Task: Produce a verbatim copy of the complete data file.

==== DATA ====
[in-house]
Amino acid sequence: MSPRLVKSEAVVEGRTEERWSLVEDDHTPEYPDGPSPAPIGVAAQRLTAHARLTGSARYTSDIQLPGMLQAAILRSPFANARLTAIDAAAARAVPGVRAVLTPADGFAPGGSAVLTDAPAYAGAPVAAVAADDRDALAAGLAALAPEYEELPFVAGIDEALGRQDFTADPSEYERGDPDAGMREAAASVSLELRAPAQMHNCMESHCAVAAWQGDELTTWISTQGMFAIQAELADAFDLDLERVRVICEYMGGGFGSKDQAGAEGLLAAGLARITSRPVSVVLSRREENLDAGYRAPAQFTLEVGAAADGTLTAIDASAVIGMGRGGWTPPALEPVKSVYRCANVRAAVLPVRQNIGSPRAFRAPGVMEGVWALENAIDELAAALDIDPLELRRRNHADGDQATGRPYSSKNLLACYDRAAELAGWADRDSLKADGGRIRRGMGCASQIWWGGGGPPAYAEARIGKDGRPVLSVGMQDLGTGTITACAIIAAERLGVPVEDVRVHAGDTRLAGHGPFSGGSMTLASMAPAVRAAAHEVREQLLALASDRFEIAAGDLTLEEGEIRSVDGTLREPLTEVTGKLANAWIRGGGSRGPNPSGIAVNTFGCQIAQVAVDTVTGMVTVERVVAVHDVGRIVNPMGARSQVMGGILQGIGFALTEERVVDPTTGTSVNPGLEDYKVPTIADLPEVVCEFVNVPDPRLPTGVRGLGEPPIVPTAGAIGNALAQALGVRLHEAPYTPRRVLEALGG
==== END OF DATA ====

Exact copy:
[in-house]
Amino acid sequence: MSPRLVKSEAVVEGRTEERWSLVEDDHTPEYPDGPSPAPIGVAAQRLTAHARLTGSARYTSDIQLPGMLQAAILRSPFANARLTAIDAAAARAVPGVRAVLTPADGFAPGGSAVLTDAPAYAGAPVAAVAADDRDALAAGLAALAPEYEELPFVAGIDEALGRQDFTADPSEYERGDPDAGMREAAASVSLELRAPAQMHNCMESHCAVAAWQGDELTTWISTQGMFAIQAELADAFDLDLERVRVICEYMGGGFGSKDQAGAEGLLAAGLARITSRPVSVVLSRREENLDAGYRAPAQFTLEVGAAADGTLTAIDASAVIGMGRGGWTPPALEPVKSVYRCANVRAAVLPVRQNIGSPRAFRAPGVMEGVWALENAIDELAAALDIDPLELRRRNHADGDQATGRPYSSKNLLACYDRAAELAGWADRDSLKADGGRIRRGMGCASQIWWGGGGPPAYAEARIGKDGRPVLSVGMQDLGTGTITACAIIAAERLGVPVEDVRVHAGDTRLAGHGPFSGGSMTLASMAPAVRAAAHEVREQLLALASDRFEIAAGDLTLEEGEIRSVDGTLREPLTEVTGKLANAWIRGGGSRGPNPSGIAVNTFGCQIAQVAVDTVTGMVTVERVVAVHDVGRIVNPMGARSQVMGGILQGIGFALTEERVVDPTTGTSVNPGLEDYKVPTIADLPEVVCEFVNVPDPRLPTGVRGLGEPPIVPTAGAIGNALAQALGVRLHEAPYTPRRVLEALGG